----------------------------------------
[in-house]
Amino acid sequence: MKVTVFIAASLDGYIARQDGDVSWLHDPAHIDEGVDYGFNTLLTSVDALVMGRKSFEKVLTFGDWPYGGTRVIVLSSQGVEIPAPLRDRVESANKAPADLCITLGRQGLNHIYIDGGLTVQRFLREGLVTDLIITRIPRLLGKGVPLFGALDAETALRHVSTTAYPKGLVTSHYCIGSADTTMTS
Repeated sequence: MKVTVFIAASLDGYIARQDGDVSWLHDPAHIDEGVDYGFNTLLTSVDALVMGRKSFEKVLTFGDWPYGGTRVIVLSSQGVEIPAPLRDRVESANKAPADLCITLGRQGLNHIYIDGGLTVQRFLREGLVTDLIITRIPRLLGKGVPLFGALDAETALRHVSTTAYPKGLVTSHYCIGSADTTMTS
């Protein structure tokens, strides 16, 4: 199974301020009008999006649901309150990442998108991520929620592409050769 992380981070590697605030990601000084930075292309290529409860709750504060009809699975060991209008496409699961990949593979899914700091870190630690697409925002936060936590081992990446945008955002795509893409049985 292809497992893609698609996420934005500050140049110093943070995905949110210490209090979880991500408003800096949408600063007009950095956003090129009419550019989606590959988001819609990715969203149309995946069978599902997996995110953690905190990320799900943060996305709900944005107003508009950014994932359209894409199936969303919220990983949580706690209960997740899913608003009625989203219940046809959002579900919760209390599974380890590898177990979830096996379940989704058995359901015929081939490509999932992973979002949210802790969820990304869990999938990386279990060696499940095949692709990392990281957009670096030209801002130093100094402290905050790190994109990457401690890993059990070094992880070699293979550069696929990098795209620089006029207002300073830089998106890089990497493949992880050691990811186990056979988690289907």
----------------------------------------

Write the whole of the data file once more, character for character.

[in-house]
Amino acid sequence: MKVTVFIAASLDGYIARQDGDVSWLHDPAHIDEGVDYGFNTLLTSVDALVMGRKSFEKVLTFGDWPYGGTRVIVLSSQGVEIPAPLRDRVESANKAPADLCITLGRQGLNHIYIDGGLTVQRFLREGLVTDLIITRIPRLLGKGVPLFGALDAETALRHVSTTAYPKGLVTSHYCIGSADTTMTS
Repeated sequence: MKVTVFIAASLDGYIARQDGDVSWLHDPAHIDEGVDYGFNTLLTSVDALVMGRKSFEKVLTFGDWPYGGTRVIVLSSQGVEIPAPLRDRVESANKAPADLCITLGRQGLNHIYIDGGLTVQRFLREGLVTDLIITRIPRLLGKGVPLFGALDAETALRHVSTTAYPKGLVTSHYCIGSADTTMTS
């Protein structure tokens, strides 16, 4: 199974301020009008999006649901309150990442998108991520929620592409050769 992380981070590697605030990601000084930075292309290529409860709750504060009809699975060991209008496409699961990949593979899914700091870190630690697409925002936060936590081992990446945008955002795509893409049985 292809497992893609698609996420934005500050140049110093943070995905949110210490209090979880991500408003800096949408600063007009950095956003090129009419550019989606590959988001819609990715969203149309995946069978599902997996995110953690905190990320799900943060996305709900944005107003508009950014994932359209894409199936969303919220990983949580706690209960997740899913608003009625989203219940046809959002579900919760209390599974380890590898177990979830096996379940989704058995359901015929081939490509999932992973979002949210802790969820990304869990999938990386279990060696499940095949692709990392990281957009670096030209801002130093100094402290905050790190994109990457401690890993059990070094992880070699293979550069696929990098795209620089006029207002300073830089998106890089990497493949992880050691990811186990056979988690289907």